And Minter notes that his success in his field comes directly from his barefoot training programs. Minter explained that when we wear shoes, we lose sensory input from our feet and weaken our neurological connection with them. Being barefoot reestablishes dormant neurological pathways. Minter believes that in order to achieve the true abilities and potentials of our feet, we have to lay down new neurological “tracks.”
“Think about a train. A train is very violent and very fast. But what about a train on the street, or in grass, or on the sand. It’ll probably move, but what makes a train move that fast?…Everyone knows it’s the tracks, so when we lay these neurological tracks down, we become that train,” Minter said.
Minter not only trains professional athletes, but he has worked with the elderly and kids with hemiplegia to improve their movement and gait. His work highlights the notion that athletes and normal people can reap great health benefits by running, training, and living barefoot.
Going barefoot in your running and everyday life certainly comes with its physical benefits, but Jeff Shub believes barefoot running and being barefoot can contribute more to our lives than just healthier feet. Shub thinks it might be the best way to get us to slow down from our hectic, jam-packed schedules and reconnect with ourselves and nature.
Shub, a University of Miami Miller School of Medicine graduate first became disillusioned with conventional treatment for foot problems when he started a podiatry practice with a business partner in 2017. After doing some research and connecting with a few barefoot enthusiasts through social media, Shub realized cultivating the natural strength of our feet provided more benefits than the product-driven podiatry field. Shub now educates people about foot health and sustainable living through his Instagram, @theurbanbarefoot.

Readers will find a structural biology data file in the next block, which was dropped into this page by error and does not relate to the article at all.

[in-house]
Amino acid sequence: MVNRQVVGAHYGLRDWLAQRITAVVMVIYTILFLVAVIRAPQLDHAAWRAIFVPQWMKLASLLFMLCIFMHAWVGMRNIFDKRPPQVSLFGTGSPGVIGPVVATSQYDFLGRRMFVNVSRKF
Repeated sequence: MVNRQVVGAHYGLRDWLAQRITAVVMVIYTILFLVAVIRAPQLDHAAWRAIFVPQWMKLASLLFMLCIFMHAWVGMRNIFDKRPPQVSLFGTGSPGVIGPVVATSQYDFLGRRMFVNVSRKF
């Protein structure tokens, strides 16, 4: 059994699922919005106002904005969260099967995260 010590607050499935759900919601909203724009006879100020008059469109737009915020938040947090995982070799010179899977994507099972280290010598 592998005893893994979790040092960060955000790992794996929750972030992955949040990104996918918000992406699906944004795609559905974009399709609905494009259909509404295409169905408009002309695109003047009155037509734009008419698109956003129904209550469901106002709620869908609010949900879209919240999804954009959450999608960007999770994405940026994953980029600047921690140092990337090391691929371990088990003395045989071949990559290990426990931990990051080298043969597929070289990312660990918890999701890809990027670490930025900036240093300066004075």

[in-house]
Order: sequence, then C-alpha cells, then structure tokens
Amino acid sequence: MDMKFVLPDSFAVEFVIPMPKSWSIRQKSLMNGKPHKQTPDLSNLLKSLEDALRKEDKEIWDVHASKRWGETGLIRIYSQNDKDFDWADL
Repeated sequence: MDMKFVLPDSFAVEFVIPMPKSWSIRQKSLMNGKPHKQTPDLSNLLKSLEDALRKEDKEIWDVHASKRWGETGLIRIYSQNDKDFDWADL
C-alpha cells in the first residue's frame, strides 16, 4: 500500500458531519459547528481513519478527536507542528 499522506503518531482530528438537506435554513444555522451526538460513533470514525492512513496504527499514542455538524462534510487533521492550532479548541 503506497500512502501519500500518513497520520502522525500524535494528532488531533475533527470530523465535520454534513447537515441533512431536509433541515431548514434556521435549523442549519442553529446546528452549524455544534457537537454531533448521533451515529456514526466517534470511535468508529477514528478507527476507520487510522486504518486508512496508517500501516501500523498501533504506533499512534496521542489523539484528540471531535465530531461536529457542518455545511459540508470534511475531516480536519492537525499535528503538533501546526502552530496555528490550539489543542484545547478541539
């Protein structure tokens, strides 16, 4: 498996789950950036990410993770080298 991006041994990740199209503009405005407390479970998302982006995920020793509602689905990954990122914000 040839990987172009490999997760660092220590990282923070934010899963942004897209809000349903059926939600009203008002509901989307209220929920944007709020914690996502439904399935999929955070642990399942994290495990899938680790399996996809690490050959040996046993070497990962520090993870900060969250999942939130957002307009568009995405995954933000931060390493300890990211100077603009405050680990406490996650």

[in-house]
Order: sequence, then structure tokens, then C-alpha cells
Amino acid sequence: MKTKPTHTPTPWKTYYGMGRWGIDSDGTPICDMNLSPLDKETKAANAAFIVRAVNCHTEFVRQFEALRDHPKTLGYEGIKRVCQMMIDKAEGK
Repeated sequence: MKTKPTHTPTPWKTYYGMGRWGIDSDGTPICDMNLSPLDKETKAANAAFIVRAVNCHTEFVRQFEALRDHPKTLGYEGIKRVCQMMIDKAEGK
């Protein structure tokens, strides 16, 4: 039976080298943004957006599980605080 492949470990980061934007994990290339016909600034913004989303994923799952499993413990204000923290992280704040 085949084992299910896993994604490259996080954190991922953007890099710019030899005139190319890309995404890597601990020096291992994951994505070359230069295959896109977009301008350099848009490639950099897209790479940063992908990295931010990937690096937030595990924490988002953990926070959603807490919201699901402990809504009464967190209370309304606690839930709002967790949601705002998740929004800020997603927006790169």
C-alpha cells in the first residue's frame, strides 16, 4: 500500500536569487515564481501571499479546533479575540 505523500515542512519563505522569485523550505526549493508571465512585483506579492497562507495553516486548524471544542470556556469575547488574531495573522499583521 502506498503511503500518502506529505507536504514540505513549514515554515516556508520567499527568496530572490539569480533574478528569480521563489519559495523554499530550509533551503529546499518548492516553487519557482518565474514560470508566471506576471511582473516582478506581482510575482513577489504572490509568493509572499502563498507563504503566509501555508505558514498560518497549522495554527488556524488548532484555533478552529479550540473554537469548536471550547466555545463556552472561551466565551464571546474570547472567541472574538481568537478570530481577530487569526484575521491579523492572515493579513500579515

On his social media platform, Shub communicates the idea that simply being barefoot allows us to become more self-reliant and move through the world without the latest shoes or newest technology. To him, promoting a barefoot lifestyle challenges societal norms of the “right way” to live. Walking barefoot requires people to physically slow down and become more aware of their environment, or at least the ground. And from there, Shub thinks that slowing down might lead people to reconnect with nature and move toward a more sustainable lifestyle.
“It’s a doorway into a larger conversation about how we live… For me, helping people reconnect with their feet is a way of helping them reconnect back to their natural essence which then helps them reconnect back with nature, seeing the beauty of everything around you. Listen to the birds chirping. It’s the simple things that help you to be a steward of your environment,” Shub explained.
However, getting people to part with their shoes and take up a barefoot lifestyle poses a myriad of challenges. Shub noted that people first need to change the framework that they were socialized to think under. The pressures of Western society usually force people to adhere to the notion that happiness and success are defined in material terms. Marketing and consumerism has tricked people to believe that they need things… shoes.